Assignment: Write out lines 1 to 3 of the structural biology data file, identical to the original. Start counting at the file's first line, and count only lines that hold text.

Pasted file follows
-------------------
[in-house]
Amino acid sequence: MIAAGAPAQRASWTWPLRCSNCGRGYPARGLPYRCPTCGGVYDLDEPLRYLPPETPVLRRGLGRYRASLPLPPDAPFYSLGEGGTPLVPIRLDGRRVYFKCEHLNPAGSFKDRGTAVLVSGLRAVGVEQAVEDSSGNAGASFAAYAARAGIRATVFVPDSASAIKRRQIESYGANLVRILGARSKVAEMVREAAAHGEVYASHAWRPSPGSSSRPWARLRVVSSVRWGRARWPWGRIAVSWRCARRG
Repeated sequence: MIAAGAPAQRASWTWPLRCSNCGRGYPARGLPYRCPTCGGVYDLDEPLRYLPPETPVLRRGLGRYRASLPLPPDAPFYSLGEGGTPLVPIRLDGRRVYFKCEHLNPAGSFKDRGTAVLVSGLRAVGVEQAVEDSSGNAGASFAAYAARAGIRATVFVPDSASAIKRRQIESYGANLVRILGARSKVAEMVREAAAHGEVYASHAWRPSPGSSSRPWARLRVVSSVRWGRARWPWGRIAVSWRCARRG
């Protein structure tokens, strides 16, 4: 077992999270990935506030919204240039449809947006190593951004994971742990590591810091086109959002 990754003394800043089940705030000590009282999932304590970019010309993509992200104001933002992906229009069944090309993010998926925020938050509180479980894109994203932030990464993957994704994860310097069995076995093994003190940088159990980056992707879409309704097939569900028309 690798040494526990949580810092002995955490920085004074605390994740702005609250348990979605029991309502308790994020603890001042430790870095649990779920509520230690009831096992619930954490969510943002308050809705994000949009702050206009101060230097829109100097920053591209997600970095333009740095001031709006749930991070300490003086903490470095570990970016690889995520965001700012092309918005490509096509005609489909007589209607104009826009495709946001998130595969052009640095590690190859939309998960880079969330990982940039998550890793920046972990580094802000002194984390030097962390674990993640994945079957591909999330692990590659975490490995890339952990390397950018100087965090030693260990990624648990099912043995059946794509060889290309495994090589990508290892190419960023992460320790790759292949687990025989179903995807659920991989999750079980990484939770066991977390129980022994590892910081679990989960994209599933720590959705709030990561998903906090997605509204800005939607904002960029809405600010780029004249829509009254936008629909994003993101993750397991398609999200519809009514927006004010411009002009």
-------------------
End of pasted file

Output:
[in-house]
Amino acid sequence: MIAAGAPAQRASWTWPLRCSNCGRGYPARGLPYRCPTCGGVYDLDEPLRYLPPETPVLRRGLGRYRASLPLPPDAPFYSLGEGGTPLVPIRLDGRRVYFKCEHLNPAGSFKDRGTAVLVSGLRAVGVEQAVEDSSGNAGASFAAYAARAGIRATVFVPDSASAIKRRQIESYGANLVRILGARSKVAEMVREAAAHGEVYASHAWRPSPGSSSRPWARLRVVSSVRWGRARWPWGRIAVSWRCARRG
Repeated sequence: MIAAGAPAQRASWTWPLRCSNCGRGYPARGLPYRCPTCGGVYDLDEPLRYLPPETPVLRRGLGRYRASLPLPPDAPFYSLGEGGTPLVPIRLDGRRVYFKCEHLNPAGSFKDRGTAVLVSGLRAVGVEQAVEDSSGNAGASFAAYAARAGIRATVFVPDSASAIKRRQIESYGANLVRILGARSKVAEMVREAAAHGEVYASHAWRPSPGSSSRPWARLRVVSSVRWGRARWPWGRIAVSWRCARRG